Anxiety can appear out of nowhere. At least, it seems like nowhere. You're sitting eating your breakfast protein bar just like you do every morning when suddenly your heart starts pounding. Or you're standing in line at the same supermarket you've purchased your food from every week for the past 4 years when you get the urge to run out of the store and scream. What's going on??? You're hesitant to tell anyone lest they secretly wonder if you're losing it... or, worse yet, lest they suggest you see a counselor. That thought alone sends an anxious shudder down your spine and seals your lips.
Then it happens again. And it feels more intense.
"I don't want an anxiety diagnosis," you think to yourself. "I'll have to take pills for the rest of my life. I can handle this. I just need to think positive. Practice some mindfulness, some breathing exercises. Maybe even something extreme like gratitude."
Whether you choose to go the medication route or not, you get really good at "handling it". You learn how to ride the anxious waves when they come, you watch every breathing exercise video your phone suggests for you, and you've found a reason to be grateful for everything from blue skies down to the grime in your sink drain. You even read a book about anxiety by an author who has apparently read every word in your journal (I forgot to mention that you started journaling).
What you begin to notice is that you're getting a lot of practice managing your anxiety. You feel somewhat proud of your Herculean efforts and yet, you miss your pre-anxiety self. You miss the anxiety-free person you know you used to be. Life is exhausting enough without this soul-sucking ingredient called anxiety. Especially if it jolts you awake at night. Plus, anxiety begets anxiety. In addition to the fear, there's the fear of fear. There's the anxiety that fears that the current anxiety may get worse. There's the dread of the next panic attack.
"Laura, what's your point??" I hear you demand. "Can you please stop talking? You're triggering my anxiety by writing about it!"
My point is this: anxiety has a purpose.
It has a reason for being there. Your pounding heart, that tightness in your chest is trying to tell you that somethin' ain't right. Pain has a purpose. We can numb a headache with a painkiller, but if the headache keeps recurring it would be smart to ask what's causing the pain. Emotional pain operates along similar guidelines. Just like a headache doesn't announce, "I'm here because you've been staring at a screen and consuming sugar all day long", anxiety doesn't send a text saying "I'm here because you've been stuffing sadness for 6 months."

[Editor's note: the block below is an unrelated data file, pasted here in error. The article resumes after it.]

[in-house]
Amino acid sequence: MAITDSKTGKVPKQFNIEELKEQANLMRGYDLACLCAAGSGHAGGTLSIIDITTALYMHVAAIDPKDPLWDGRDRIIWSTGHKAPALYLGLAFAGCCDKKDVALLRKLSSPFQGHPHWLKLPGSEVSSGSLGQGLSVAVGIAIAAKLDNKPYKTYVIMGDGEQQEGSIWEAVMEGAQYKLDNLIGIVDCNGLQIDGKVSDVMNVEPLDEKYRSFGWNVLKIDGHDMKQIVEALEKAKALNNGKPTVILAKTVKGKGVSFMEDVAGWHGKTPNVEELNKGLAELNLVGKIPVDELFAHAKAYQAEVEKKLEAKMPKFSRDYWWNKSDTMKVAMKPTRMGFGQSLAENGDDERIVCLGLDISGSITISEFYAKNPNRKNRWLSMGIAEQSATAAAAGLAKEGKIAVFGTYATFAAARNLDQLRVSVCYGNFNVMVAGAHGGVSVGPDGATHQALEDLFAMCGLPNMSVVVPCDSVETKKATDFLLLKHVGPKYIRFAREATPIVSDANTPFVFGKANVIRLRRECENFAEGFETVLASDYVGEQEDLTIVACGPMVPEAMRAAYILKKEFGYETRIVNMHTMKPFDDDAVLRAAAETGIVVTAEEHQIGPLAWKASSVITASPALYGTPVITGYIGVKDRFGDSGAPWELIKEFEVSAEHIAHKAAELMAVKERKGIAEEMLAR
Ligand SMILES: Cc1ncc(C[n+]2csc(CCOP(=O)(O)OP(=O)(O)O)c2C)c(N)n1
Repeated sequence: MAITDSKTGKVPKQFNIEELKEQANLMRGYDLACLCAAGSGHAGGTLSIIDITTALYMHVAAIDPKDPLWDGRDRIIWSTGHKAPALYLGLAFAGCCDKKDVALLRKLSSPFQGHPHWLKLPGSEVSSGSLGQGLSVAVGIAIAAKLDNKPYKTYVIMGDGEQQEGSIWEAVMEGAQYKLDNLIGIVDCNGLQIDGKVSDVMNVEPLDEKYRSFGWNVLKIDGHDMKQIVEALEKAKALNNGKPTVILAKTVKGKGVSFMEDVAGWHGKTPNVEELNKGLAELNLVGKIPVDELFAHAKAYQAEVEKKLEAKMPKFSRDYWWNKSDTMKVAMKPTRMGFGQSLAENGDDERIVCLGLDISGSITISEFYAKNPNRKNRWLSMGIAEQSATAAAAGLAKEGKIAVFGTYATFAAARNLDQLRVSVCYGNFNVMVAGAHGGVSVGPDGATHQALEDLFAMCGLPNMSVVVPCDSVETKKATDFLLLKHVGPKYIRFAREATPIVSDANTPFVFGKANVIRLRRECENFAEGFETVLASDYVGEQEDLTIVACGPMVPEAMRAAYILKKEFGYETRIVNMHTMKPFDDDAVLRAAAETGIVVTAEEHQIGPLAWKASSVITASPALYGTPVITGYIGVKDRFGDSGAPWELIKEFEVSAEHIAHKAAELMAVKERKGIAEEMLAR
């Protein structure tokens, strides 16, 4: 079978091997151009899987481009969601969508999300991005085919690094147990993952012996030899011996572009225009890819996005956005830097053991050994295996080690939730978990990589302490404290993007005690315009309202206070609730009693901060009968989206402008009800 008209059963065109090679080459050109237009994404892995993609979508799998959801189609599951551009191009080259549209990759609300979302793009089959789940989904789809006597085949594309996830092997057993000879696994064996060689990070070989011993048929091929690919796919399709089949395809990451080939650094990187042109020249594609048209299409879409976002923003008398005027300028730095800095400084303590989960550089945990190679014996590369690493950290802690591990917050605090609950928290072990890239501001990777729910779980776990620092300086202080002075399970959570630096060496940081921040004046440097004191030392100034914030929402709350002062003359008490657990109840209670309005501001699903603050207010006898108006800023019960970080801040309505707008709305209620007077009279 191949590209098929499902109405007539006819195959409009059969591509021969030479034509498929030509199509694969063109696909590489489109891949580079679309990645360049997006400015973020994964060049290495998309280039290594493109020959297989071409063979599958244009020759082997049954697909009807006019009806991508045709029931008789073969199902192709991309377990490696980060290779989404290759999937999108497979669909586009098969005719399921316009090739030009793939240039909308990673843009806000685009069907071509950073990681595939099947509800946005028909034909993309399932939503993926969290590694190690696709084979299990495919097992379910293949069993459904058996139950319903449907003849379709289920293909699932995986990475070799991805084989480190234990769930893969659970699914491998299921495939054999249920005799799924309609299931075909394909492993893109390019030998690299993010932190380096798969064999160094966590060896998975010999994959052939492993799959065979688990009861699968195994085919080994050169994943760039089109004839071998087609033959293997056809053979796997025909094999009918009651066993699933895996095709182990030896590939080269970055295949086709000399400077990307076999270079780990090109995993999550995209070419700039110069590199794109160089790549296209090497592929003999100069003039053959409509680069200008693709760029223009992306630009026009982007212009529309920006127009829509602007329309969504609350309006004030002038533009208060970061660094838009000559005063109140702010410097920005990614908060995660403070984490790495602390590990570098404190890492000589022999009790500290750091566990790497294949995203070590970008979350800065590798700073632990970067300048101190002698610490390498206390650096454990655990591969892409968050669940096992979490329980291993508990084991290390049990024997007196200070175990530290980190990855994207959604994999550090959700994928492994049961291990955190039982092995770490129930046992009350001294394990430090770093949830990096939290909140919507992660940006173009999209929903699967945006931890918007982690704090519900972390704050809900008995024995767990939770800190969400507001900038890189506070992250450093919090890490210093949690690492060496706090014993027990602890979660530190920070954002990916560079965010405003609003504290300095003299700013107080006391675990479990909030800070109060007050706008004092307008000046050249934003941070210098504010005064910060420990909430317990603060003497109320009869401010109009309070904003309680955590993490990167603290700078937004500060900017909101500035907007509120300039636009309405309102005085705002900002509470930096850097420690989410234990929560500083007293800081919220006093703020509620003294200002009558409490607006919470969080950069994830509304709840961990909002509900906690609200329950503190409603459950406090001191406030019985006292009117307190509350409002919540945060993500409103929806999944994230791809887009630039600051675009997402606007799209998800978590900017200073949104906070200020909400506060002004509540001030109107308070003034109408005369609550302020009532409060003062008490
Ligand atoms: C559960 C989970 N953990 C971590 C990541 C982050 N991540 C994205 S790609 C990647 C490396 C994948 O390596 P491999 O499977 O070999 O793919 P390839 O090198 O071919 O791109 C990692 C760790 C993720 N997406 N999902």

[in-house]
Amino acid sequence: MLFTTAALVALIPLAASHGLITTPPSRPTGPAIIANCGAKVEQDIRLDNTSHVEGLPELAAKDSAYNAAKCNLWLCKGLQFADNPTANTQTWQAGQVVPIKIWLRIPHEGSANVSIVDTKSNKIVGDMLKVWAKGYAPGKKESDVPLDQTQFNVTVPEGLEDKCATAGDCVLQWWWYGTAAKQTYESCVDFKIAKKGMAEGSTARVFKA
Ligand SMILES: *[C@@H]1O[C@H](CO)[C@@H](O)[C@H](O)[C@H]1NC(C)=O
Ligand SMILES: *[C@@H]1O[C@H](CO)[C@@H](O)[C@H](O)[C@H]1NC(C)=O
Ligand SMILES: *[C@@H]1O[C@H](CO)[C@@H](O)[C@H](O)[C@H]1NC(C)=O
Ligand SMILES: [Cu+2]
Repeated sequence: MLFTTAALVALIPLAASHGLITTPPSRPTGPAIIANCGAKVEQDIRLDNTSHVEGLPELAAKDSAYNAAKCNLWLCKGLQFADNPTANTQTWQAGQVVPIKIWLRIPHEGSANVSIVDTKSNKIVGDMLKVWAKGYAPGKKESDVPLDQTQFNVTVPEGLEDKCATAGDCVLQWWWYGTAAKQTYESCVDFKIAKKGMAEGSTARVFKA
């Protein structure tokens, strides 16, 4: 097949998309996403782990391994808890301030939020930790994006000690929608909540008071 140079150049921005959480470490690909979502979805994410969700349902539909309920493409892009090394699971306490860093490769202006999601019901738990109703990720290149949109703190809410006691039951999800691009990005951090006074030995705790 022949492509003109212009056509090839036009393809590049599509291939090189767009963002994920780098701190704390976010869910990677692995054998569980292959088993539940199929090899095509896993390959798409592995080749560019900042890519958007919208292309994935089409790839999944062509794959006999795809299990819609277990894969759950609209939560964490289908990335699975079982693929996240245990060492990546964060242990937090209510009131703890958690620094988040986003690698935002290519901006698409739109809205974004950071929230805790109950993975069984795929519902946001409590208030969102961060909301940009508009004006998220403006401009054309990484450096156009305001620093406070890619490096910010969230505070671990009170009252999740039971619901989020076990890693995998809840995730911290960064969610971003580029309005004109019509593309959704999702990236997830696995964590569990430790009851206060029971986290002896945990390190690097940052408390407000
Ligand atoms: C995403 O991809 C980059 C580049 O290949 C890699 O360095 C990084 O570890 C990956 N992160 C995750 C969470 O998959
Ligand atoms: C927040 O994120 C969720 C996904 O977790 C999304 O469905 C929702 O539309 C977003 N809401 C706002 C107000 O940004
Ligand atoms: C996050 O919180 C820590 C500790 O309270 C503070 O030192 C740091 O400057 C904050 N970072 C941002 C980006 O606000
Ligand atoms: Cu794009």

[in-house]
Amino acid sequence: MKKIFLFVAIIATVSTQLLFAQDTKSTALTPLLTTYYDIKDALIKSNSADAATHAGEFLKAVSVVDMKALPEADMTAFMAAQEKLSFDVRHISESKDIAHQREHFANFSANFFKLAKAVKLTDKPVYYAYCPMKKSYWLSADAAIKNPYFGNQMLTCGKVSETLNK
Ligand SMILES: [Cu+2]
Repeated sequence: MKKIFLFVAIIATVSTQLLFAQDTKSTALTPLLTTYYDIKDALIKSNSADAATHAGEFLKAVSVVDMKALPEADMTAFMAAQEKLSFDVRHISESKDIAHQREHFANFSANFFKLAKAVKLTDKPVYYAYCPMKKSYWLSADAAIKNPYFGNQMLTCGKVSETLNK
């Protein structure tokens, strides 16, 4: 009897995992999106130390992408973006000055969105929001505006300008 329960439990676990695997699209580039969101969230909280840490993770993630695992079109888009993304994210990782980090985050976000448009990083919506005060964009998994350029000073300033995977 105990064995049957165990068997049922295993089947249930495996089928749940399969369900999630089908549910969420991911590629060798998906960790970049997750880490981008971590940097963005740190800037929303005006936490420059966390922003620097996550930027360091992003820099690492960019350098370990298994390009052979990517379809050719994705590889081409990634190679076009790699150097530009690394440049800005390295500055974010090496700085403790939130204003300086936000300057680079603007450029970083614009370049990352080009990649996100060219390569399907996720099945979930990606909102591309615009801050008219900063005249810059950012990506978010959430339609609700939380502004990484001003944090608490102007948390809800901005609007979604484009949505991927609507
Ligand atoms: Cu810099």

To find out what's under the surface of that anxiety, we might have to slow down and pay attention. We might need to stop ignoring it or numbing it. We might even need to find a safe person to talk with or cry with.
While there are numerous reasons for anxiety, about half of the clients I work with discover that their anxiety is stemming from suppressed emotion. The tears that were never shed. The fear stuffed deeeeep down. The disappointments they considered trivial. The questions that were too terrifying to ask. The unfelt feelings.
There's so much more I'm aching to say on this topic, which the school of hard knocks has taught me much more about than grad school ever did, but first let me prevent some hate-mail by saying that I absolutely believe in mindfulness, breathing exercises, and gratitude. I believe in medication when necessary. What I don't believe in is using these interventions as "painkillers" that keep us from discovering the root, the true reason, for anxiety.
Secondly, this post is not meant to diagnose or treat any illness or disorder. As if a blog post could diagnose anything, much less treat it. It is intended to stir up hope inside of you that freedom from anxiety is possible. I didn't say easy, but I did say possible.
Live in peace, my friend. If, in order to live in peace you must take a look deep inside at the un-peace, then please do so. If it would help to have someone "walk" alongside you through the un-peace, then please reach out.
The peace is worth the process.
What tears remain unshed for you? What might lie under the surface of the anxiety you feel?
Laura Lanford is a professional counselor with a special place in her heart for internationals, expats, immigrants, refugees, third culture kids and all who have been "uprooted". She focuses on trauma, grief and loss, attachment and relationships, and finding connectedness and a sense of home in a world of global uncertainty. Learn more at lifeuprooted.com.